When fire and skulls dance in the sky, and painted faces walk on by. When shadows grow and the dead move on, we honor life with darkness and song...we remember, we remember, we remember: a night at BareBones
It was a hard year. We lost many people in our lives. The deaths hit my husband and I, and our parents hard. For me, as a child growing up and always moving, I never had a sense of home other than the memory of visiting my grandparents back in Oregon and New Jersey. It was comforting to know they were there, awaiting my next return. Today with them gone, I lack grounding, a place ready for that return. One death in particular that hit me the hardest, was the death of my grandma. When shit hit the fan I knew I had my grandma Shirley.
I remember the long calls to my grandma after a bad day of work. I could vent about any situation and no matter what, she would build me up. She would remind me of my accomplishments while taking my side in the matter, 'don't you let them bully you Allison. You have Jacobson blood in your bones. We are tough as nails.' Let me tell you, Jacobson blood is as tough as it gets, and as proof, there is even a creek named after her father, Great Grandpa Jake, in the Grand Tetons- a badass story for another day.
Today, I accidentally dial my grandma in the car, another woman answers, "hola?” I hang up. Hot pools of tears fill my face and displace makeup. Her number has moved on. I panic and look around, making sure commuters do not spot me crying- I hate crying and being watched, ask anyone. I prefer crying alone. It is the Jacobson blood. We are proud people. I get my shit together and think of the Tetons. I am in the car, looking around, and it is the changing of seasons. Fall is coming and the smell of earth rises. Things are dying, or preparing for dormancy. They will come back in the spring; yet my grandma will not, she is gone; there will be no rebirth.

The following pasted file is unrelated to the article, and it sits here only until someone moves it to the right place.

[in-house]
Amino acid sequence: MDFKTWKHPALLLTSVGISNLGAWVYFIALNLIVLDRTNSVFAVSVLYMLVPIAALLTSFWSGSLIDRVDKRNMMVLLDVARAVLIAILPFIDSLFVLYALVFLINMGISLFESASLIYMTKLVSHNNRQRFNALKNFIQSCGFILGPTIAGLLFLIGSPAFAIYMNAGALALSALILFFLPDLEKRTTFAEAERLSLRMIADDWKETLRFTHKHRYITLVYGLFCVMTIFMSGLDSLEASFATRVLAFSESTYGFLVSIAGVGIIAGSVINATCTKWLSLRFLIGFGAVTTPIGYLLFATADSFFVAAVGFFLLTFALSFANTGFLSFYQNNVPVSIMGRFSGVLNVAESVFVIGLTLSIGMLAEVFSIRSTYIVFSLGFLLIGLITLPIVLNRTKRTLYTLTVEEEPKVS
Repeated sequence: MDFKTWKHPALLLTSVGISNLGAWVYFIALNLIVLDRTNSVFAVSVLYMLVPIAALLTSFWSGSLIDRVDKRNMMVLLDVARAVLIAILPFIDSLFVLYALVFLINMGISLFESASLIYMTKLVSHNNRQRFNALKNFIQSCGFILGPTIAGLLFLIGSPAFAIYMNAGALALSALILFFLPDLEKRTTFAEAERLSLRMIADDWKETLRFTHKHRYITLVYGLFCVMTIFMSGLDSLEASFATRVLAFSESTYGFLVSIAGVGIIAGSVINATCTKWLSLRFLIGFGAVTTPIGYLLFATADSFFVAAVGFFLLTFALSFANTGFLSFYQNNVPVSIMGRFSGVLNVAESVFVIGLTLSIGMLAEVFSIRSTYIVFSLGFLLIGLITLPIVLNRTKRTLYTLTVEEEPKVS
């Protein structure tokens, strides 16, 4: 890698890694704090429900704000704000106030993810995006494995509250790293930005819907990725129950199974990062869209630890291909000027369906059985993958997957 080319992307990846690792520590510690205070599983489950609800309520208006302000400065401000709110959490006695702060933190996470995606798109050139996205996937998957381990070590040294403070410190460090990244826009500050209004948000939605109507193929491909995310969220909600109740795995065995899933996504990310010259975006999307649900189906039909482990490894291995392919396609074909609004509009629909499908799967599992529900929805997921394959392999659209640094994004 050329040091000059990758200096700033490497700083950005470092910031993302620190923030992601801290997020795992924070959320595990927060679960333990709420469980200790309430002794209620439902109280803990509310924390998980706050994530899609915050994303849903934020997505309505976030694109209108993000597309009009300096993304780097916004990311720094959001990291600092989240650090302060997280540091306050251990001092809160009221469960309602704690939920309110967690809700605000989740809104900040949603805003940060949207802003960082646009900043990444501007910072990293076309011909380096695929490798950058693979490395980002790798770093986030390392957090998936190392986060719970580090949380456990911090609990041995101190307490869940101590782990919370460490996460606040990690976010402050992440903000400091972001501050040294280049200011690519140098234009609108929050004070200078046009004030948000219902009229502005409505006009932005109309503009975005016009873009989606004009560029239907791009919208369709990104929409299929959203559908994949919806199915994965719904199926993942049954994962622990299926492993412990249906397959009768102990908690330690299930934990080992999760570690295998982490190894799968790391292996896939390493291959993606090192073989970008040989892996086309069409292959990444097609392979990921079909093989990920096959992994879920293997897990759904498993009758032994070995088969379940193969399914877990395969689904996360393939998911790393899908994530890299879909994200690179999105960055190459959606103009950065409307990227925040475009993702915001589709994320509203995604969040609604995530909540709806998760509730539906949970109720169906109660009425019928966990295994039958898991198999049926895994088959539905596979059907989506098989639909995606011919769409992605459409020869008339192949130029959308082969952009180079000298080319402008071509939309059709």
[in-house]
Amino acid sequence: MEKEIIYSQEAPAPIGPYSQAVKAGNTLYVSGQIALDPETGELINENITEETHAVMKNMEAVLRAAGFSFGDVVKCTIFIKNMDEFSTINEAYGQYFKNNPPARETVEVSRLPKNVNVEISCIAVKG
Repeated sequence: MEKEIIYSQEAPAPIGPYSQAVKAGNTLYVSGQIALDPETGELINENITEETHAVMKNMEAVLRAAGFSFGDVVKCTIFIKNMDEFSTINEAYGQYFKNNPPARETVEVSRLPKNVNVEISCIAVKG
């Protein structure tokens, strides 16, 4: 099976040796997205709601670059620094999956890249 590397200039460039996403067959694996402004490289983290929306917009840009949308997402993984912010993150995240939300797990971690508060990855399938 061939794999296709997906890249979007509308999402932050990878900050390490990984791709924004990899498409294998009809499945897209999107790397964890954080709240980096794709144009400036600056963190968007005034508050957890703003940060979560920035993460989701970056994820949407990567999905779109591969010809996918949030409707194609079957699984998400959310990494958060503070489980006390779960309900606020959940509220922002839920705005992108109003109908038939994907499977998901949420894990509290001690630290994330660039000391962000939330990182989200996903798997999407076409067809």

How does this death tie into BareBones? It goes back to a cold night last year, the day before Halloween.
During the BareBones puppet show, my friends and I were sitting on bales of hay, sharing a blanket and drinks while watching skeletons light up the night's sky, the trees were moving in the background's wind, and fire with music echoed against the St. Paul cliffs. There is a point during this puppetry performance where people shout out names of those who have died, in remembrance. There is always that asshole who tries to be funny and yells dead celebrities. This year it was Michael Jackson. My Grandma would refer to those people as "dig me's".
A "Dig Me", according to Grandma, is a person who steals the spotlight, to let everyone know how funny, witty and amazing he or she is.
Once the "Dig Mes" were done, people began yelling out the names of those who have passed, in a more respectful tone. There is always a lot of crying. That year, I had a long list-so chickened out and kept quiet. I knew if I yelled out my list, I would cry again. After the remembrance of the dead, spectators are encouraged to sing 'we remember', as the puppets dance in skeletal form and move onto the next circle of life, death. We are going back to the earth: life and death, as above so below-oceans and ships.
As you may have guessed by now, I do not believe in Heaven, nor do I believe in God or even the Devil as one may refer to in the Holy Bible (I am also aware that the "devil" has many metaphorical meanings to many people). However I am at peace and respectful to all beliefs within reason. NO there are NOT virgins awaiting your kamikaze decisions.
In regards to death, I am incredibly fascinated with death rituals: Monk sky burials, Egyptian wailing women hired for show, Viking boats, and the Ma Nene ceremonies etc. Although I may not believe in the core reasoning of these ceremonies, I do believe that people can heal in ceremonial processes. For those of you looking for ritual, peace and closure, I recommend BareBones. OR if you just like bad ass puppets, fire and community art, this is for you too. Please don't be the 'Dig Me'.